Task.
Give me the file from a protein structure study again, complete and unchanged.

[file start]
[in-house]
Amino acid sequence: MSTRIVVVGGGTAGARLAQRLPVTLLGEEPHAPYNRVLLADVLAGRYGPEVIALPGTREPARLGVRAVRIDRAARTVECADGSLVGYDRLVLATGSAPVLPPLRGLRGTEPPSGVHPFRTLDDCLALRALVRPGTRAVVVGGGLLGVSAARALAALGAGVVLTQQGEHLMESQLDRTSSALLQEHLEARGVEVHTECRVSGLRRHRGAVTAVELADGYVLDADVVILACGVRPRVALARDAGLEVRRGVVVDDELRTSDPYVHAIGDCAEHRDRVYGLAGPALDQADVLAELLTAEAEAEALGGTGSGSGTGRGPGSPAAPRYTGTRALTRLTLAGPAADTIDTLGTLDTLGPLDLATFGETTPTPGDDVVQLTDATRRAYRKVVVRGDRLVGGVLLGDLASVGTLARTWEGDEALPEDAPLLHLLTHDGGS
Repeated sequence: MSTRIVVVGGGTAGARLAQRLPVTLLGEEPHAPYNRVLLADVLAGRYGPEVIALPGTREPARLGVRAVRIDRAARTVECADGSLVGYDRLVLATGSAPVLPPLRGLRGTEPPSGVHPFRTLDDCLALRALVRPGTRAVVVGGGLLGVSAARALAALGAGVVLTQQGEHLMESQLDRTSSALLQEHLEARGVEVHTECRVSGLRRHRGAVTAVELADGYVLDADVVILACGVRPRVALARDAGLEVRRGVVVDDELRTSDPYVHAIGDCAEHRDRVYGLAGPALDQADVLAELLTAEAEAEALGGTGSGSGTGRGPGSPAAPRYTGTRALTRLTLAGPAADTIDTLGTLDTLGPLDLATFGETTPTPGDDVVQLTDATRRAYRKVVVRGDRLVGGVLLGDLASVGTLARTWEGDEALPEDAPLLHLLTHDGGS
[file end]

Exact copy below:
[in-house]
Amino acid sequence: MSTRIVVVGGGTAGARLAQRLPVTLLGEEPHAPYNRVLLADVLAGRYGPEVIALPGTREPARLGVRAVRIDRAARTVECADGSLVGYDRLVLATGSAPVLPPLRGLRGTEPPSGVHPFRTLDDCLALRALVRPGTRAVVVGGGLLGVSAARALAALGAGVVLTQQGEHLMESQLDRTSSALLQEHLEARGVEVHTECRVSGLRRHRGAVTAVELADGYVLDADVVILACGVRPRVALARDAGLEVRRGVVVDDELRTSDPYVHAIGDCAEHRDRVYGLAGPALDQADVLAELLTAEAEAEALGGTGSGSGTGRGPGSPAAPRYTGTRALTRLTLAGPAADTIDTLGTLDTLGPLDLATFGETTPTPGDDVVQLTDATRRAYRKVVVRGDRLVGGVLLGDLASVGTLARTWEGDEALPEDAPLLHLLTHDGGS
Repeated sequence: MSTRIVVVGGGTAGARLAQRLPVTLLGEEPHAPYNRVLLADVLAGRYGPEVIALPGTREPARLGVRAVRIDRAARTVECADGSLVGYDRLVLATGSAPVLPPLRGLRGTEPPSGVHPFRTLDDCLALRALVRPGTRAVVVGGGLLGVSAARALAALGAGVVLTQQGEHLMESQLDRTSSALLQEHLEARGVEVHTECRVSGLRRHRGAVTAVELADGYVLDADVVILACGVRPRVALARDAGLEVRRGVVVDDELRTSDPYVHAIGDCAEHRDRVYGLAGPALDQADVLAELLTAEAEAEALGGTGSGSGTGRGPGSPAAPRYTGTRALTRLTLAGPAADTIDTLGTLDTLGPLDLATFGETTPTPGDDVVQLTDATRRAYRKVVVRGDRLVGGVLLGDLASVGTLARTWEGDEALPEDAPLLHLLTHDGGS